Make your microbit squeal

For this project, you will need:

  • 1 × micro:bit
  • 1 × Kitronik inventors kit
  • 1 × Audio amplifier (optional)

Connect the micro:bit breakout board to a piezo buzzer, as shown in the diagram below.

Make a new variable called hertz.

Inside on start, set hertz to the number 520.

Add a ring tone block, and plug the hertz variable into it.

Download the code to your microbit. When the microbit restarts, it should play a tone forever.

Let’s vary the tone when we tilt the microbit!

We’ll make it so that the lowest sound is a Middle C (260 hertz) and the highest is a High C (1040 hertz).

Remember those two numbers – they will come in useful!

Rather than setting the hertz value only once, when then micro:bit starts up, we want to constantly update the hertz based on the micro:bit’s current position.

So, move your code from the on start block into the forever block.

Replace the number 520 with a map block.

Map converts a number on one scale to a number at the equivalent position on another scale.

Find the acceleration (mg) x block, and plug it into the first part of the map block.

The acceleration (mg) x block returns a number between -1023 (when the microbit is tilted all the way to the left) and +1023 (when the microbit is tilted all the way to the right).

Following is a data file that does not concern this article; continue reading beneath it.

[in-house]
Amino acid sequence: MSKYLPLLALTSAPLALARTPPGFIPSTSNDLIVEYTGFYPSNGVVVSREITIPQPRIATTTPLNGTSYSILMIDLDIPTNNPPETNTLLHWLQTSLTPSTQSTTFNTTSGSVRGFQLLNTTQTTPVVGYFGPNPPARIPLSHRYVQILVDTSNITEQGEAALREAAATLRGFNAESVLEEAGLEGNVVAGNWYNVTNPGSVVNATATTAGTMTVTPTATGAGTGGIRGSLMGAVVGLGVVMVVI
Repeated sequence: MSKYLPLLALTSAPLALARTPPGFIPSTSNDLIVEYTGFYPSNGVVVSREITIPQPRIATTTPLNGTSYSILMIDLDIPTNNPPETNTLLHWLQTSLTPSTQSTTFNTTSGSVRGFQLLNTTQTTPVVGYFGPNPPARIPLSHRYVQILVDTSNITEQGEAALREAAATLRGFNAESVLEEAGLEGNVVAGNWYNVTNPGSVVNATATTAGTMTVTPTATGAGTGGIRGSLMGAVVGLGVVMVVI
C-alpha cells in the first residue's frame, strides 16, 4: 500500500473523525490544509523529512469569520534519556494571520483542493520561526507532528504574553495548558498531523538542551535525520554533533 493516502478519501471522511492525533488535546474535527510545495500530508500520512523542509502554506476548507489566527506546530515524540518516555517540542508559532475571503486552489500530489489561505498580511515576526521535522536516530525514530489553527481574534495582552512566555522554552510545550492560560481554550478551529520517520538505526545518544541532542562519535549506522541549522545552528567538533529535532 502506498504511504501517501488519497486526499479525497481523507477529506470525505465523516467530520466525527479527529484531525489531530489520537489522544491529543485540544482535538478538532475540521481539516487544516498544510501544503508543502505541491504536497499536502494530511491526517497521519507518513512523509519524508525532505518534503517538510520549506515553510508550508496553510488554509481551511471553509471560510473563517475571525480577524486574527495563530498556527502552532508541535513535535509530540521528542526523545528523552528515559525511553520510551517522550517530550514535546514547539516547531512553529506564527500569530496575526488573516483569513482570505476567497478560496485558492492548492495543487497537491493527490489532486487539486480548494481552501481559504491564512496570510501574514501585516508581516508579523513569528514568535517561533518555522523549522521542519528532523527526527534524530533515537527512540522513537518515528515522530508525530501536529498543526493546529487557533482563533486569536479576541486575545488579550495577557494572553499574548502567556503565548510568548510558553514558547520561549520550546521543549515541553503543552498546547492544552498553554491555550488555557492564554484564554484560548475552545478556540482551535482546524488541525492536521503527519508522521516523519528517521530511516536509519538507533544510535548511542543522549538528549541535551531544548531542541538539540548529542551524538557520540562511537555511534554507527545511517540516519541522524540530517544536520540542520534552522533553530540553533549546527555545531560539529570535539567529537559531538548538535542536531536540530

Type -1023 into the from low block, and 1023 into the from high block.

The lowest sound we want to play is Middle C (260 hertz), so type 260 in the to low box.

What do you think we should type into the to high box, so that it plays a High C?

If you’re stuck, remind yourself of some of the important numbers we mentioned earlier on!

Download the code, and tilt your microbit. The tone will go up and down as you tilt the microbit to the left and right.

Now for a challenge! The microbit can detect all sorts of inputs. Can you make the tone vary based on the light level reaching your microbit?

Remember, you’ll need to change the -1023 and 1023 numbers, to match the minimum and maximum values returned by the light level block. Try Googling “microbit light level” to read the documentation for the light level block, and see whether you can spot the minimum and maximum values!

Once you’ve made the sound change based on light level, can you work out how to make it change based on compass heading?

Just like last time, you can use Google to find out the minimum and maximum values returned by the compass heading block.

Once you’ve done that, how might you vary the tone based on how near one microbit is to another?

The following code blocks might come in useful:

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